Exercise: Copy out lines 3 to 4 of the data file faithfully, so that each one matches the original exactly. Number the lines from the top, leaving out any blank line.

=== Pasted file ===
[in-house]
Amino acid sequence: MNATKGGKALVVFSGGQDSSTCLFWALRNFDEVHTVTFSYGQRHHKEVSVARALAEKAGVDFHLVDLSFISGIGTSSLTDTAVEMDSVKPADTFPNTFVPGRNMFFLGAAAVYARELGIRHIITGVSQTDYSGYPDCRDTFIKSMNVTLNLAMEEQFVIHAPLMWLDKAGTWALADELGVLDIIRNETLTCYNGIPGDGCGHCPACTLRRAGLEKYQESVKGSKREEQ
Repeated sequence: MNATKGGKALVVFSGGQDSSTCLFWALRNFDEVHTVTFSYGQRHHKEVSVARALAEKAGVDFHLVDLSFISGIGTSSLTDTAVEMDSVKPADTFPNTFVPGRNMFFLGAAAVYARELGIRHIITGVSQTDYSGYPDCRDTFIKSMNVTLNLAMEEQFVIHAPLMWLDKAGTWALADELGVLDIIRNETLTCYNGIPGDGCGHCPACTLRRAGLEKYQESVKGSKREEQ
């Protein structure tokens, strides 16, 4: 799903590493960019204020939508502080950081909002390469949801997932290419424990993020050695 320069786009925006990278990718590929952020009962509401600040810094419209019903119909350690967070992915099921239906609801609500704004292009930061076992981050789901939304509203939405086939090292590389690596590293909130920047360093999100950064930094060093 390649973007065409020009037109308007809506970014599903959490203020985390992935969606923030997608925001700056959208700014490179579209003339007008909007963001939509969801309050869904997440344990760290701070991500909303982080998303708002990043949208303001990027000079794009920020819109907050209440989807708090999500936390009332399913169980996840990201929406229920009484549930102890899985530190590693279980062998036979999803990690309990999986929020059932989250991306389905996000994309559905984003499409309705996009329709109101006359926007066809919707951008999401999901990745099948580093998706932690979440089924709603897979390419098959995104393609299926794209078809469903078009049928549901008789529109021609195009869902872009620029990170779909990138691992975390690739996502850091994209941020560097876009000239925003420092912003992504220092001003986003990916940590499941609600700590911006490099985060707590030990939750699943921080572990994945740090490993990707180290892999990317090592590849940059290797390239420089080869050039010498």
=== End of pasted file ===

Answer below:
Repeated sequence: MNATKGGKALVVFSGGQDSSTCLFWALRNFDEVHTVTFSYGQRHHKEVSVARALAEKAGVDFHLVDLSFISGIGTSSLTDTAVEMDSVKPADTFPNTFVPGRNMFFLGAAAVYARELGIRHIITGVSQTDYSGYPDCRDTFIKSMNVTLNLAMEEQFVIHAPLMWLDKAGTWALADELGVLDIIRNETLTCYNGIPGDGCGHCPACTLRRAGLEKYQESVKGSKREEQ
């Protein structure tokens, strides 16, 4: 799903590493960019204020939508502080950081909002390469949801997932290419424990993020050695 320069786009925006990278990718590929952020009962509401600040810094419209019903119909350690967070992915099921239906609801609500704004292009930061076992981050789901939304509203939405086939090292590389690596590293909130920047360093999100950064930094060093 390649973007065409020009037109308007809506970014599903959490203020985390992935969606923030997608925001700056959208700014490179579209003339007008909007963001939509969801309050869904997440344990760290701070991500909303982080998303708002990043949208303001990027000079794009920020819109907050209440989807708090999500936390009332399913169980996840990201929406229920009484549930102890899985530190590693279980062998036979999803990690309990999986929020059932989250991306389905996000994309559905984003499409309705996009329709109101006359926007066809919707951008999401999901990745099948580093998706932690979440089924709603897979390419098959995104393609299926794209078809469903078009049928549901008789529109021609195009869902872009620029990170779909990138691992975390690739996502850091994209941020560097876009000239925003420092912003992504220092001003986003990916940590499941609600700590911006490099985060707590030990939750699943921080572990994945740090490993990707180290892999990317090592590849940059290797390239420089080869050039010498």